Arthur R. Lehman, L.L.C.

May 2015 Archives

Am I bound by a non-competition agreement?

Last week's post on the New York City Business and Commercial Law Blog introduced New York employees to the world of restrictive covenants and outlined what a solicitation agreement is. This week, we will look at another type of covenant: a non-competition agreement.

What is a non-solicitation agreement?

When New York residents are about to begin a new job, they are often presented with a number of forms and contracts that they are supposed to sign. These documents can hold certain sections that may go unnoticed by the employee at the time of signing. Unfortunately, provisions in these forms can come back to haunt employees when they least expect it. Many times restrictive covenants are the most common.

Tortious interference contract dispute in Manhattan court

There are a number of different legal responses, options and protections that may be available when a contract has been breached or interfered with. A dispute between a publicist and the producers of a Broadway musical was recently in a Manhattan court. The publicist, who had been hired to help promote the Broadway musical, sent emails under a fake name to a potential investor and the investor's lawyers warning that the producers of the show had been tricked into a fraud scheme. Because of the emails, the investor changed his mind and reversed his decision to provide $2.5 million for the musical.

Does my contract dispute belong in small claims court?

When two parties enter into an agreement, the hope and aim is that everyone will adhere to their side of the bargain and everything will go as planned. Unfortunately, however, this is not always the case and for one reason or another, issues such as delays or unexpected events can cause the contract to remain unfulfilled and a breach to take place. A breach of contract takes place when one party does not fulfill their end of the bargain. Some examples of this are when a party does not perform on time or perform in accordance with the terms of the contract. What can the other party do if a contract is breached?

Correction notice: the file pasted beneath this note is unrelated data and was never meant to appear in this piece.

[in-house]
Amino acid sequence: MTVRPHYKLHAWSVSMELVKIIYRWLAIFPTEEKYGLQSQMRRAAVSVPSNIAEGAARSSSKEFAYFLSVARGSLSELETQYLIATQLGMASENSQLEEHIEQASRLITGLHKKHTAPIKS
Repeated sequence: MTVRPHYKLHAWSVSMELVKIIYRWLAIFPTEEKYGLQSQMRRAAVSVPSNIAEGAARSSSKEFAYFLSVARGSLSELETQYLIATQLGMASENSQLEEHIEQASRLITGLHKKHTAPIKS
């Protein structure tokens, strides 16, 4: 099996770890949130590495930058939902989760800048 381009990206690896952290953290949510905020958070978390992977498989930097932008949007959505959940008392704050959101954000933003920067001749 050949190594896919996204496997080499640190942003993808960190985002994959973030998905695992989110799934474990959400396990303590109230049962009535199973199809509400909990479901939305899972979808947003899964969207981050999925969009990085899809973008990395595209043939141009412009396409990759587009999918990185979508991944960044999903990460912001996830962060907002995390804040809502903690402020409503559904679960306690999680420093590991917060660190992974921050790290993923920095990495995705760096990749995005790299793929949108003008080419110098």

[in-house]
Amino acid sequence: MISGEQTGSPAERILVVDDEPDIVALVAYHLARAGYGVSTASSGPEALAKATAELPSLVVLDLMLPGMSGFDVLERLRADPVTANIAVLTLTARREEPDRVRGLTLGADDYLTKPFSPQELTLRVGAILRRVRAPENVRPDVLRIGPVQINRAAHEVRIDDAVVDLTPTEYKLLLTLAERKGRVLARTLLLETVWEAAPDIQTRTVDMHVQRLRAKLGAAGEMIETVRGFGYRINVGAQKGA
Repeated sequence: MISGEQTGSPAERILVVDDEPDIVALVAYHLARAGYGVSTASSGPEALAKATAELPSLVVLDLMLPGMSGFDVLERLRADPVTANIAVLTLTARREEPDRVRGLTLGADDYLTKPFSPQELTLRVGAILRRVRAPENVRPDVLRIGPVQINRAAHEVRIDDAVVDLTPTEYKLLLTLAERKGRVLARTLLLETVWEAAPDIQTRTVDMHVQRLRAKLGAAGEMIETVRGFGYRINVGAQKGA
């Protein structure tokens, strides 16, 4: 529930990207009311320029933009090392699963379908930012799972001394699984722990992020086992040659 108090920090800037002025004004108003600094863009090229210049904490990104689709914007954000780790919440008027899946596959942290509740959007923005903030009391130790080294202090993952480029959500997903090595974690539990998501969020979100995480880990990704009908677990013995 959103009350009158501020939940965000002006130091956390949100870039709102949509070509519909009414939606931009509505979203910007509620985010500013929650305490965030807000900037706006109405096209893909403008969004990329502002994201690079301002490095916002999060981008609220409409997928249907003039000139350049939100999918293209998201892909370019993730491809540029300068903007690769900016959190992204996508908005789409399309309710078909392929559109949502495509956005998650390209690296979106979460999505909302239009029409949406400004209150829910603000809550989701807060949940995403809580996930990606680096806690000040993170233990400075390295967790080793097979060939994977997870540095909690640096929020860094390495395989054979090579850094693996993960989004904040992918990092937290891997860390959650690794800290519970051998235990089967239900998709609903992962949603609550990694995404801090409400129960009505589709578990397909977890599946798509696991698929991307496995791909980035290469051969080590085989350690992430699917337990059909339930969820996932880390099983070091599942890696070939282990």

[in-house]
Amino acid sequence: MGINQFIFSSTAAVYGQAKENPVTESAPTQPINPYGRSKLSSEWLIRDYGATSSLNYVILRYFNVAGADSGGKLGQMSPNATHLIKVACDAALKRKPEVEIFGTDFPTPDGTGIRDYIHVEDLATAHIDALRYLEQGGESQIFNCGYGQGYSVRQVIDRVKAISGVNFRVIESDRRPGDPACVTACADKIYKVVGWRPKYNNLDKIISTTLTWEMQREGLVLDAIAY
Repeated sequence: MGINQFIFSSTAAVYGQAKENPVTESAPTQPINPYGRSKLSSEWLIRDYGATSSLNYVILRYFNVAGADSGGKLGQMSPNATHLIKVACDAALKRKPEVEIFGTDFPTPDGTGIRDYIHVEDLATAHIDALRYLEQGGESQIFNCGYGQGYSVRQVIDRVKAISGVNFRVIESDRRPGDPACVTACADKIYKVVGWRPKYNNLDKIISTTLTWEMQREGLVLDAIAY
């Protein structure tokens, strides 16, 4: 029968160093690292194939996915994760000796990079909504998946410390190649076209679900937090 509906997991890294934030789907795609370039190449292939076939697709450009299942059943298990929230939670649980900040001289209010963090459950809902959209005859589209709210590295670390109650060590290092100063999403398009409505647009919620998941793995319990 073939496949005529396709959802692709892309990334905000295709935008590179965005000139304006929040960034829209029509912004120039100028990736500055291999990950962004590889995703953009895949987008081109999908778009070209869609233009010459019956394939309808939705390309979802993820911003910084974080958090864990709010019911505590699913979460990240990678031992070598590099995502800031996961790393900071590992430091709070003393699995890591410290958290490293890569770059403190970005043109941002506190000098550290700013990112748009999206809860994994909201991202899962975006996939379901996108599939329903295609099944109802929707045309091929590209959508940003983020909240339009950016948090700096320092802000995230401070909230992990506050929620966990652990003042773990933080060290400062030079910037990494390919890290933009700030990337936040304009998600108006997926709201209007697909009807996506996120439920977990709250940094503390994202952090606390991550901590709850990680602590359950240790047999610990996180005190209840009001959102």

We represent employers in employment litigation cases

Though many New York residents start new business projects because they enjoy spending their time, money and effort in creating something new, they also do it to receive some tangible benefits. It is often not possible to create new projects on one's own and so they often surround themselves with a team of people who they assume they can trust. When one of the people in that team betrays their trust and lets out a trade secret, New York residents may be able to pursue employment litigation against them.